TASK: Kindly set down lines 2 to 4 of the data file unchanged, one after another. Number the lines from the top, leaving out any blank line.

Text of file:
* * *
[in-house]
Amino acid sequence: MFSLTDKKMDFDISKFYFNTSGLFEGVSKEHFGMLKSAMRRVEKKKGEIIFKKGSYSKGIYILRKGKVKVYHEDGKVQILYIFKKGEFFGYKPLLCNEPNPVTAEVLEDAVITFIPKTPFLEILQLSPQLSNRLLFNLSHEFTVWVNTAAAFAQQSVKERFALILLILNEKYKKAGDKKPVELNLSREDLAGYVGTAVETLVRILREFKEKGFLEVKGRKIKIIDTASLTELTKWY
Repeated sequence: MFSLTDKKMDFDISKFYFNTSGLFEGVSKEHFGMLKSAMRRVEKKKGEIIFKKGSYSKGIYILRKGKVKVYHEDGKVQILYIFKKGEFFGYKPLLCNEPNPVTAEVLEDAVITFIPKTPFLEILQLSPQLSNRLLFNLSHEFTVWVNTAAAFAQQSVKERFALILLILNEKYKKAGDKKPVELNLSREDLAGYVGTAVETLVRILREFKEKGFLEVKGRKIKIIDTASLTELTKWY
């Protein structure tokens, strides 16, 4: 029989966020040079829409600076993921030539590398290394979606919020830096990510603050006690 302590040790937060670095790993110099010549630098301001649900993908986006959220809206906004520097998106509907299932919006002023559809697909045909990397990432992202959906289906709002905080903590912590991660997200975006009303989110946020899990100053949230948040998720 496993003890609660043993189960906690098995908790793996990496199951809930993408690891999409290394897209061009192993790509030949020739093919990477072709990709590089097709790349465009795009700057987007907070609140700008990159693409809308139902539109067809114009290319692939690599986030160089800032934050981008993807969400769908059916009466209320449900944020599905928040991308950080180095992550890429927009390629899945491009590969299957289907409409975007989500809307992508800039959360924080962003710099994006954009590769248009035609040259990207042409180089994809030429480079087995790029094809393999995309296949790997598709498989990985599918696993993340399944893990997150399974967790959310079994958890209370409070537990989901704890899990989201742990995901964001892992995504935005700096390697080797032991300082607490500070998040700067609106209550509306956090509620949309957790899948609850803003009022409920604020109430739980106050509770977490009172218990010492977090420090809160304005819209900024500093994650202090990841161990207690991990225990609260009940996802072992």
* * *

Amino acid sequence: MFSLTDKKMDFDISKFYFNTSGLFEGVSKEHFGMLKSAMRRVEKKKGEIIFKKGSYSKGIYILRKGKVKVYHEDGKVQILYIFKKGEFFGYKPLLCNEPNPVTAEVLEDAVITFIPKTPFLEILQLSPQLSNRLLFNLSHEFTVWVNTAAAFAQQSVKERFALILLILNEKYKKAGDKKPVELNLSREDLAGYVGTAVETLVRILREFKEKGFLEVKGRKIKIIDTASLTELTKWY
Repeated sequence: MFSLTDKKMDFDISKFYFNTSGLFEGVSKEHFGMLKSAMRRVEKKKGEIIFKKGSYSKGIYILRKGKVKVYHEDGKVQILYIFKKGEFFGYKPLLCNEPNPVTAEVLEDAVITFIPKTPFLEILQLSPQLSNRLLFNLSHEFTVWVNTAAAFAQQSVKERFALILLILNEKYKKAGDKKPVELNLSREDLAGYVGTAVETLVRILREFKEKGFLEVKGRKIKIIDTASLTELTKWY
């Protein structure tokens, strides 16, 4: 029989966020040079829409600076993921030539590398290394979606919020830096990510603050006690 302590040790937060670095790993110099010549630098301001649900993908986006959220809206906004520097998106509907299932919006002023559809697909045909990397990432992202959906289906709002905080903590912590991660997200975006009303989110946020899990100053949230948040998720 496993003890609660043993189960906690098995908790793996990496199951809930993408690891999409290394897209061009192993790509030949020739093919990477072709990709590089097709790349465009795009700057987007907070609140700008990159693409809308139902539109067809114009290319692939690599986030160089800032934050981008993807969400769908059916009466209320449900944020599905928040991308950080180095992550890429927009390629899945491009590969299957289907409409975007989500809307992508800039959360924080962003710099994006954009590769248009035609040259990207042409180089994809030429480079087995790029094809393999995309296949790997598709498989990985599918696993993340399944893990997150399974967790959310079994958890209370409070537990989901704890899990989201742990995901964001892992995504935005700096390697080797032991300082607490500070998040700067609106209550509306956090509620949309957790899948609850803003009022409920604020109430739980106050509770977490009172218990010492977090420090809160304005819209900024500093994650202090990841161990207690991990225990609260009940996802072992």